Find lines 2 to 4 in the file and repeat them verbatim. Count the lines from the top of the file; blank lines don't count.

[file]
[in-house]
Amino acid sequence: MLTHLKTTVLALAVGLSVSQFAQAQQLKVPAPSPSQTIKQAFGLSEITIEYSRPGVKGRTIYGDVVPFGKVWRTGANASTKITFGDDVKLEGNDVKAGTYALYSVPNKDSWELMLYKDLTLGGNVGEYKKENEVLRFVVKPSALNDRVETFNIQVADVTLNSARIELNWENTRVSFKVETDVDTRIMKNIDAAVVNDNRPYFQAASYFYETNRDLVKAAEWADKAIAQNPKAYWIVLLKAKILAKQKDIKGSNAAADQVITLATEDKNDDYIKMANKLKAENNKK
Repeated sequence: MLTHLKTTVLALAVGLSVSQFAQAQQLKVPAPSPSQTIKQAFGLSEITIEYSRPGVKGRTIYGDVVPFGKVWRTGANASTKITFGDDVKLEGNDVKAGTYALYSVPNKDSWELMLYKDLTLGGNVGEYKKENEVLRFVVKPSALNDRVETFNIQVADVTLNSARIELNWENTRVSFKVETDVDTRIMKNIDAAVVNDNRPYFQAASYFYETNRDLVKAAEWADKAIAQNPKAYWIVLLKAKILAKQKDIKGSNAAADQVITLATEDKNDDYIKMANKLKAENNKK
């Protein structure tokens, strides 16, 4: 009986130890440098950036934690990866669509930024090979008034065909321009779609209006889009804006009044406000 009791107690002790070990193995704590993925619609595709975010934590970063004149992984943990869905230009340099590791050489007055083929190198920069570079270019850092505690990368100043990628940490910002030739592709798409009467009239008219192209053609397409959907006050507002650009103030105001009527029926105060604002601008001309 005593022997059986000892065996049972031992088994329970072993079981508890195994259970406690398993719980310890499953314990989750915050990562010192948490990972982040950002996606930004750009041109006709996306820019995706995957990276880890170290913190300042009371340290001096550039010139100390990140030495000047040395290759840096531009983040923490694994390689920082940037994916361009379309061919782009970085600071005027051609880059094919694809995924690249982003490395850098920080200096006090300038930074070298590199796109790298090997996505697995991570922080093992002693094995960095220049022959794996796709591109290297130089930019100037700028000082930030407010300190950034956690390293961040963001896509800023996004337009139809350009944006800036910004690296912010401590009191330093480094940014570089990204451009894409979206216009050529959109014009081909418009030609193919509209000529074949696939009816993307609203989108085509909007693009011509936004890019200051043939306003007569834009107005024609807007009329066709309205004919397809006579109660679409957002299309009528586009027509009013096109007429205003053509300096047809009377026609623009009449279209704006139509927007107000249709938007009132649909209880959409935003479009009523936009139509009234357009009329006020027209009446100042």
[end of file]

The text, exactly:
Amino acid sequence: MLTHLKTTVLALAVGLSVSQFAQAQQLKVPAPSPSQTIKQAFGLSEITIEYSRPGVKGRTIYGDVVPFGKVWRTGANASTKITFGDDVKLEGNDVKAGTYALYSVPNKDSWELMLYKDLTLGGNVGEYKKENEVLRFVVKPSALNDRVETFNIQVADVTLNSARIELNWENTRVSFKVETDVDTRIMKNIDAAVVNDNRPYFQAASYFYETNRDLVKAAEWADKAIAQNPKAYWIVLLKAKILAKQKDIKGSNAAADQVITLATEDKNDDYIKMANKLKAENNKK
Repeated sequence: MLTHLKTTVLALAVGLSVSQFAQAQQLKVPAPSPSQTIKQAFGLSEITIEYSRPGVKGRTIYGDVVPFGKVWRTGANASTKITFGDDVKLEGNDVKAGTYALYSVPNKDSWELMLYKDLTLGGNVGEYKKENEVLRFVVKPSALNDRVETFNIQVADVTLNSARIELNWENTRVSFKVETDVDTRIMKNIDAAVVNDNRPYFQAASYFYETNRDLVKAAEWADKAIAQNPKAYWIVLLKAKILAKQKDIKGSNAAADQVITLATEDKNDDYIKMANKLKAENNKK
């Protein structure tokens, strides 16, 4: 009986130890440098950036934690990866669509930024090979008034065909321009779609209006889009804006009044406000 009791107690002790070990193995704590993925619609595709975010934590970063004149992984943990869905230009340099590791050489007055083929190198920069570079270019850092505690990368100043990628940490910002030739592709798409009467009239008219192209053609397409959907006050507002650009103030105001009527029926105060604002601008001309 005593022997059986000892065996049972031992088994329970072993079981508890195994259970406690398993719980310890499953314990989750915050990562010192948490990972982040950002996606930004750009041109006709996306820019995706995957990276880890170290913190300042009371340290001096550039010139100390990140030495000047040395290759840096531009983040923490694994390689920082940037994916361009379309061919782009970085600071005027051609880059094919694809995924690249982003490395850098920080200096006090300038930074070298590199796109790298090997996505697995991570922080093992002693094995960095220049022959794996796709591109290297130089930019100037700028000082930030407010300190950034956690390293961040963001896509800023996004337009139809350009944006800036910004690296912010401590009191330093480094940014570089990204451009894409979206216009050529959109014009081909418009030609193919509209000529074949696939009816993307609203989108085509909007693009011509936004890019200051043939306003007569834009107005024609807007009329066709309205004919397809006579109660679409957002299309009528586009027509009013096109007429205003053509300096047809009377026609623009009449279209704006139509927007107000249709938007009132649909209880959409935003479009009523936009139509009234357009009329006020027209009446100042």